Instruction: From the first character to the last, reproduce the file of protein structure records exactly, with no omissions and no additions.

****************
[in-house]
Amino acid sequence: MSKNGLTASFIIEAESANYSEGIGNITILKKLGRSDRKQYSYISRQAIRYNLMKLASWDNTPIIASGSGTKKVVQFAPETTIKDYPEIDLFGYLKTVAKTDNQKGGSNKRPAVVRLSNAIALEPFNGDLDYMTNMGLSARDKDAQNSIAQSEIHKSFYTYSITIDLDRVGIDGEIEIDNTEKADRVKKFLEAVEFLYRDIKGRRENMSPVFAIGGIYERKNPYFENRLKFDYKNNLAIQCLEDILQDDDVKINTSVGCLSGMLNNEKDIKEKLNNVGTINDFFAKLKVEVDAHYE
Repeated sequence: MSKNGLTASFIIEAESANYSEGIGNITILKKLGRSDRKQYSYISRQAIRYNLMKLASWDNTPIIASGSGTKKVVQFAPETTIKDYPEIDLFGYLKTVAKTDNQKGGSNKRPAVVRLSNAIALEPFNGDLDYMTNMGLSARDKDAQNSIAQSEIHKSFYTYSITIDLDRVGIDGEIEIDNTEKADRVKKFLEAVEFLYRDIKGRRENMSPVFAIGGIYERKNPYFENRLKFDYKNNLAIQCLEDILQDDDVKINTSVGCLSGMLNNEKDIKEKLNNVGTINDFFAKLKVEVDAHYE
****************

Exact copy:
[in-house]
Amino acid sequence: MSKNGLTASFIIEAESANYSEGIGNITILKKLGRSDRKQYSYISRQAIRYNLMKLASWDNTPIIASGSGTKKVVQFAPETTIKDYPEIDLFGYLKTVAKTDNQKGGSNKRPAVVRLSNAIALEPFNGDLDYMTNMGLSARDKDAQNSIAQSEIHKSFYTYSITIDLDRVGIDGEIEIDNTEKADRVKKFLEAVEFLYRDIKGRRENMSPVFAIGGIYERKNPYFENRLKFDYKNNLAIQCLEDILQDDDVKINTSVGCLSGMLNNEKDIKEKLNNVGTINDFFAKLKVEVDAHYE
Repeated sequence: MSKNGLTASFIIEAESANYSEGIGNITILKKLGRSDRKQYSYISRQAIRYNLMKLASWDNTPIIASGSGTKKVVQFAPETTIKDYPEIDLFGYLKTVAKTDNQKGGSNKRPAVVRLSNAIALEPFNGDLDYMTNMGLSARDKDAQNSIAQSEIHKSFYTYSITIDLDRVGIDGEIEIDNTEKADRVKKFLEAVEFLYRDIKGRRENMSPVFAIGGIYERKNPYFENRLKFDYKNNLAIQCLEDILQDDDVKINTSVGCLSGMLNNEKDIKEKLNNVGTINDFFAKLKVEVDAHYE